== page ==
The insurance and reinsurance industry loss from the impact of Cyclone Debbie has now passed AUS$1.4 billion (US$1.1bn) from 66,000 claims, prompting the Senate Standing Committee on Economics to back the Insurance Council of Australia’s (ICA) call for AUS$200 million (US$157mn) a year to be invested in natural disaster mitigation.
The 66,000 claims from the impact of Cyclone Debbie stretch from far north Queensland to northern New South Wales, Australia, after the storm struck the regions over March 28th 2017 and into early April, driving insurance and reinsurance industry losses of more then AUS$1.4 billion.
This is the latest insured loss figure from the ICA, and comes after PERILS AG recently increased its estimate to AUS$1.411 billion (US$1.1bn), and reinsurer Munich Re put the loss at an estimated US$1.4 billion (AUS$1.78bn).
In an effort to improve the mitigation of natural disaster risks and build disaster resilience in the country, in light of its exposure to catastrophe risks – as highlighted by Cyclone Debbie’s constantly rising loss estimates – the ICA called on the Federal Government to invest at least AUS$200 million a year.
The Federal Government rejected calls to increase investment for mitigation and resilience, that would be matched by the states and territories, to at least AUS$200 million a year. Now, a report from the Senate has urged the government to reconsider its stance and response to the Productivity Commission’s inquiry into Natural Disaster Funding Arrangements.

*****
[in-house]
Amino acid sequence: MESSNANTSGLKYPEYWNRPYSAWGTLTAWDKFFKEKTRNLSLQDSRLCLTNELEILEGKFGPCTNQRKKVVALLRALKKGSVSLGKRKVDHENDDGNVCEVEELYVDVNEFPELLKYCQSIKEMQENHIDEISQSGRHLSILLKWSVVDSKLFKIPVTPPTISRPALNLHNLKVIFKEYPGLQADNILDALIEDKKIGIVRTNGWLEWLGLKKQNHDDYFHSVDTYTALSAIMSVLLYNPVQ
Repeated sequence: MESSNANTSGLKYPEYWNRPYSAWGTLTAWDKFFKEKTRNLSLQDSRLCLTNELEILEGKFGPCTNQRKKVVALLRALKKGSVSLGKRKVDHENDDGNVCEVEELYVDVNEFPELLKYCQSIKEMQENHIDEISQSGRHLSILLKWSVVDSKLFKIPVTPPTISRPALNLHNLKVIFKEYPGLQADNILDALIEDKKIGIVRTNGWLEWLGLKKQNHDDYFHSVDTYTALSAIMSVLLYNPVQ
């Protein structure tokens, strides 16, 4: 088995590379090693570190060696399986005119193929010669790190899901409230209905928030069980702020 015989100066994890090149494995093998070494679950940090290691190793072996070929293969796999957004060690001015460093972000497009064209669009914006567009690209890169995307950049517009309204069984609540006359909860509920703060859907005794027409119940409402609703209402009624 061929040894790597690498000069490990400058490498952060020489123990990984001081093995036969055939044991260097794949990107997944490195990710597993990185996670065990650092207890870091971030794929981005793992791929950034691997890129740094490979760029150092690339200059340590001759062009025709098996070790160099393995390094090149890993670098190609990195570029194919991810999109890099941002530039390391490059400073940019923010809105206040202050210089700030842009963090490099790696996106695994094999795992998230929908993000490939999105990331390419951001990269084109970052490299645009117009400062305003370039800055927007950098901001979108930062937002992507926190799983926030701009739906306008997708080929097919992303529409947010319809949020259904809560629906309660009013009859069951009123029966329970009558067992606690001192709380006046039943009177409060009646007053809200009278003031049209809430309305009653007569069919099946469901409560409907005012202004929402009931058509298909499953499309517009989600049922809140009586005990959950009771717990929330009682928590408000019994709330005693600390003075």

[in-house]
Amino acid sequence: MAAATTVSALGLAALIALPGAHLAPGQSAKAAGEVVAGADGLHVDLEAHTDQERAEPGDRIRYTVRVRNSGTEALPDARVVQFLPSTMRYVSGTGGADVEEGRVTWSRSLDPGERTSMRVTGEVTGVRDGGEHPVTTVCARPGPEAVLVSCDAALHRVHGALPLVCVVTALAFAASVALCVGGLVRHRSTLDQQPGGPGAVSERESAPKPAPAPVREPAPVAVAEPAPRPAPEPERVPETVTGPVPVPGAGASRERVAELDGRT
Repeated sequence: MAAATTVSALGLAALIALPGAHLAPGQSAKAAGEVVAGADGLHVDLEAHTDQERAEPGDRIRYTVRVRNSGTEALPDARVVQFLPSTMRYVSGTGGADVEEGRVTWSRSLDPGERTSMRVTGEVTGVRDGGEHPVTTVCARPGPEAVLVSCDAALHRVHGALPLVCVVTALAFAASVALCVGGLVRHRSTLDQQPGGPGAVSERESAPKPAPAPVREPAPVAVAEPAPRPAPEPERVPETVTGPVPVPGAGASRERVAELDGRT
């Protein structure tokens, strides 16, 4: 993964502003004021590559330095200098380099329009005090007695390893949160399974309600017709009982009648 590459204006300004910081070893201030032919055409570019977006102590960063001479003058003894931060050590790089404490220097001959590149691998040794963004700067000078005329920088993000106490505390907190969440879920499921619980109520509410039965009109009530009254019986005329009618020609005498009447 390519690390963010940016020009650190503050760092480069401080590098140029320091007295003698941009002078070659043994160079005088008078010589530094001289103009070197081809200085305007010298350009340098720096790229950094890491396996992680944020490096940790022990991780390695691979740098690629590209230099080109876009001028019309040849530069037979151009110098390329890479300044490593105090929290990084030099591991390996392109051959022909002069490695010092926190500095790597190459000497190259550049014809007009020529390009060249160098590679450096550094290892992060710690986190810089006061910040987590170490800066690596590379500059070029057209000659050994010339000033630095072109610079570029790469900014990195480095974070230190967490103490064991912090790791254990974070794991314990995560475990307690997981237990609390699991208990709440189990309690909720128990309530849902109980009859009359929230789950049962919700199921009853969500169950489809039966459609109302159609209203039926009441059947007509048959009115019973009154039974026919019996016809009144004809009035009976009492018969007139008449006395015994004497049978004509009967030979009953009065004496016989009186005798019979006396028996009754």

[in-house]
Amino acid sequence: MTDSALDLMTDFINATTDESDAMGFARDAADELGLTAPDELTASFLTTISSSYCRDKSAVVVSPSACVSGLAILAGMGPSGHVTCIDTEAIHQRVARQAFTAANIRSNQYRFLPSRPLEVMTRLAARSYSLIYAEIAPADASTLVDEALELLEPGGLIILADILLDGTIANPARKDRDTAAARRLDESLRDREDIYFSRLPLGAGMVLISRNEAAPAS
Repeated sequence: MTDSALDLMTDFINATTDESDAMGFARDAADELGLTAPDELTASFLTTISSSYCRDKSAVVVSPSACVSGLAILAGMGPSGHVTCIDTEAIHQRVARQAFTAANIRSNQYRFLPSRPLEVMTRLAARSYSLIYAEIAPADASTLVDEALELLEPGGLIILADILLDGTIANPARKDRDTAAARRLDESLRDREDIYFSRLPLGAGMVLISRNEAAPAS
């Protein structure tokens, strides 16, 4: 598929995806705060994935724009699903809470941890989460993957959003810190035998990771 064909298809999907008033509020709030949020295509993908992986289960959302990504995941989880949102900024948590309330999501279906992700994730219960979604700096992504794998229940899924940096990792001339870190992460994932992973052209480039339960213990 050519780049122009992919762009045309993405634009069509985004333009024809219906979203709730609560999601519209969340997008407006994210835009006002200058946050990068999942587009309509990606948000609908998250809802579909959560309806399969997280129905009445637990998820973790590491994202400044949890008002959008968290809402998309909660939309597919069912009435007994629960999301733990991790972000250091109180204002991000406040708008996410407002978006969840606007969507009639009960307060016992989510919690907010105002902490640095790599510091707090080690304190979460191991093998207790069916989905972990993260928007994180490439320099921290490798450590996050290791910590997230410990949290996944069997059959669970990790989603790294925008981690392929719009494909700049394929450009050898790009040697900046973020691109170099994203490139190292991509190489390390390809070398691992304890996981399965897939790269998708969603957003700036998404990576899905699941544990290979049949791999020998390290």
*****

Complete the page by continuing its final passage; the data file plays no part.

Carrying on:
“The ICA agrees the Federal Government should reconsider its response to the Productivity Commission. Investing at least $200 million a year in mitigation and resilience should be treated as nation building that protects vulnerable communities for generations,” said Rob Whelan, Chief Executive Officer (CEO) of the ICA.
According to Whelan, the report from the Senate concludes that insurance premiums appropriately reflect the level of risk.
“The industry is also pleased the committee is encouraging the Australian Securities and Investments Commission in its work on regulatory change to enable insurers to communicate with customers with the same flexibility as other financial services.
“Many of the recommendations are already being addressed by the ICA through initiatives including the Disclosure Taskforce and the review of the General Insurance Code of Practice, through measures being implemented by insurance companies and through existing government programs,” continued Whelan.
So far, the committee has received evidence from consumer groups, regulators and the industry that price comparison websites simply don’t enable customers to select the best solutions for their needs, explained Whelan.
“Insurance is highly complex. You can’t compare insurance products as though you’re comparing cans of soft drink, and each insurer’s product is competitive on its features as well as its price. The ICA notes the recommendation relating to a price comparison tool but believes enough evidence has already been provided to demonstrate a government-run aggregator would not stand up to a cost-benefit analysis,” said Whelan.